There is a very real fear on the part of aspie parents with aspie children that to tell their child would be to change them. Our personalities are all heavily influenced by our experiences and unless we learn to cope with "who we are" by ourselves, there's a chance that we may never gain total independence.

The question is really whether it is possible to tell without losing this independence and without permanent damage to your child's self-esteem.

I can't pretend to know the answers to these questions. I didn't find out about my aspergers until my late thirties, by which time I was fiercely independent - most would say, too independent. It's too early to say whether the approach I've taken with my children was the correct choice or not.

I know a few people who were diagnosed in late childhood and early teens, who have major dependencies. Their self-esteem has never recovered from the implication (by parents and practitioners) that they were something "less than normal". Many of these people spent (and in some cases, are still spending) their teenage years as prisoners of over-protective or curebie parents.

When To Tell
It's my opinion that parents should let their child in on the "secret" soon after self-recognition and well before it becomes an issue. It becomes an "issue" when either the child becomes emotionally affected by their differences (eg: depressed) or when their peers not only perceive the differences but start actively taking advantage of them.

It is probably appropriate to tell your child around age six. This is young enough to avoid the self-esteem problems of unexpected revelation. Waiting until the teenage years to tell your child is possibly "cruel" and potentially self-damaging.

How to tell your Child
Of course, the most important thing about the actual telling is "giving them the correct message".

Here are my tips;

  • Find a real-life Idol
    Aspergers is a hereditary condition and as such, it shouldn't be too much of a stretch to find other aspies in your family - diagnosed or not.

    Try to find someone who has qualities to be admired. If they have a mix of good and bad, then be sure to concentrate only on the positives. Your child is going to find the negatives by themselves soon enough.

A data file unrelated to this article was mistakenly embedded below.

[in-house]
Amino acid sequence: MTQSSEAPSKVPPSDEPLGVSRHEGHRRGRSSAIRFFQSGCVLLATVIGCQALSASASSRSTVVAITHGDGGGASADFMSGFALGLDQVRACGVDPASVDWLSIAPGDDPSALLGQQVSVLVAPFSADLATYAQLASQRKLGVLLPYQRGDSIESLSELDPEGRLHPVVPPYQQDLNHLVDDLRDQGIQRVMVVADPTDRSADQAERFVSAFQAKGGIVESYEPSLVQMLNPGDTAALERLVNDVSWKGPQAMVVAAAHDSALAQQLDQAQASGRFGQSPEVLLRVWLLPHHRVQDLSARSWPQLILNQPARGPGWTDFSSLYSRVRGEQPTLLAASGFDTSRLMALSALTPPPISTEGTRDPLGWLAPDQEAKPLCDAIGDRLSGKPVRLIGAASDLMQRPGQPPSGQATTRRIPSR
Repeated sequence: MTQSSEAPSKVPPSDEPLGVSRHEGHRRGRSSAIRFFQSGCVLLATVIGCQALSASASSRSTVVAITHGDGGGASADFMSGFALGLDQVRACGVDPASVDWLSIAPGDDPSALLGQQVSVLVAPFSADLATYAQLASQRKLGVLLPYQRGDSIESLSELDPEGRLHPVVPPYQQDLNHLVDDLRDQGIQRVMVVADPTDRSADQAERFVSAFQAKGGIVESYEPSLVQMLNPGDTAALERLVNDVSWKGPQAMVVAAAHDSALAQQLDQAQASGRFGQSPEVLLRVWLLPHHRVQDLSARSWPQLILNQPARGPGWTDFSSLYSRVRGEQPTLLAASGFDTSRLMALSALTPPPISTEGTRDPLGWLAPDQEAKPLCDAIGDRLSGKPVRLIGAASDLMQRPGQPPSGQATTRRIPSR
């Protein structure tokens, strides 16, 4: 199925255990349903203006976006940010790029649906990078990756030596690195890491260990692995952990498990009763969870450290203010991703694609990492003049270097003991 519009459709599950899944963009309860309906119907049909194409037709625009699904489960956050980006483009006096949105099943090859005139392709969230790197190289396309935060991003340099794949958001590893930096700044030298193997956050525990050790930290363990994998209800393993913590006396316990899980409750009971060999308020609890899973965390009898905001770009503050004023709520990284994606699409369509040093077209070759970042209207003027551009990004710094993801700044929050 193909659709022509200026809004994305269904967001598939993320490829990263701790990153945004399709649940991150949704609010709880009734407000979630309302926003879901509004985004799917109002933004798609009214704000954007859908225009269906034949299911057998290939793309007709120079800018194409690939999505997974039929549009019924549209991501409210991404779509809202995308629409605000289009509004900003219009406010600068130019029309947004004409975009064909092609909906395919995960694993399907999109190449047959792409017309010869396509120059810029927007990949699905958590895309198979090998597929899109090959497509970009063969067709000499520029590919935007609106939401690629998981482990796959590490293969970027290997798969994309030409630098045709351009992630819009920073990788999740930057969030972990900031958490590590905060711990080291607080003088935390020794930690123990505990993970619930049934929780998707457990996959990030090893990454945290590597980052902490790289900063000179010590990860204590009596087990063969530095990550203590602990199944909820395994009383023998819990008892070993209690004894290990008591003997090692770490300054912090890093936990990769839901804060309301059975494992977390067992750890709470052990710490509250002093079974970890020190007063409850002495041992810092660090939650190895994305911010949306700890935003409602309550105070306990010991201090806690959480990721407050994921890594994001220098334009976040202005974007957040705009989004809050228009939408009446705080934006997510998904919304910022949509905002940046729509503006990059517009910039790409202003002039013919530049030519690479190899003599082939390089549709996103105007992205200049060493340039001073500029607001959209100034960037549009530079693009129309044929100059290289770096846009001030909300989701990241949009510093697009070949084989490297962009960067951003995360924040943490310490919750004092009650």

Hopefully your Idol will be able to tell your child about mistakes they made, or things they learnt. Stories about embarrasing blunders that others have made can help to drive home the real meanings behind those confusing metaphors that NTs use. Certainly my own children will learn from my experience that "Bring a Plate" means, bring some food on a plate - not just a plate by itself.

    If you can't find a related aspie to suit (or even if you can), you should be able to point to one of the many self-confessed or suspected aspies who can easily be found on the internet. Obtaining a book like "Different Like Me: My Book of Autism Heroes" is also a good starting point.

  • Educate Others to be Positive
    Again, the most important message you can convey is "different" - not "worse". Your child and people around your child need to know that he is "wired differently" and that as a result, his learning and interaction styles will be quite different. Probably one of the best materials for achieving this is the book "All Cats have Aspergers". This book can be read in under 30 minutes and provides one of the best guides to how aspies feel and behave. It's equally suitable for parents/teachers and classmates though I'm not convinced that it should be used in a classroom to highlight a child's differences - that sounds a little close to discrimination.

  • Work "with" the Condition
    Parents, relatives and teachers need to become "evangelists" for the child. There are plenty of positives which need to be highlighted and the child will need praise/rewards when they successfully negotiate the negatives (for example; when they successfully control a meltdown).

    Your child's IEP should be tailored specifically towards Aspergers and in particular, it should use the strengths of the condition to assist in addressing the weaknesses. It is critical that you, your child and your child's teachers recognise these strengths. An example of this would be a greater reliance on visual and experiential learning - aspies remember events and sequences better than facts. It's well worth using historical and science programs on TV to your advantage in this regard.

    Then there's the special interest. It's a major driver of aspie behaviour and learning. Allow your child to read and write about their favourite things. Don't worry that they're stuck reading only a single genre or series but instead seek to find more complex materials that bear a passing link to the special interest. That way, they'll keep learning and their special interest will drive that learning.

  • Maintain Positives
    Above all, you must always maintain the positives. Your child should be encouraged to give things a try but on their own terms. For example; they should be sent to get things from shops under minimal supervision. The only way that they're going to learn about human behaviour is to be exposed to it - both good and bad.

    If your child makes a mistake during play or conversation, teach them how to "fix it", how to apologise and how to regain lost friends. You'll also have to teach them when to "cut their losses" with regard to unreliable friends. One of the worst things you can do is decide that having friends is "too difficult" for them and keep them locked up away from friends.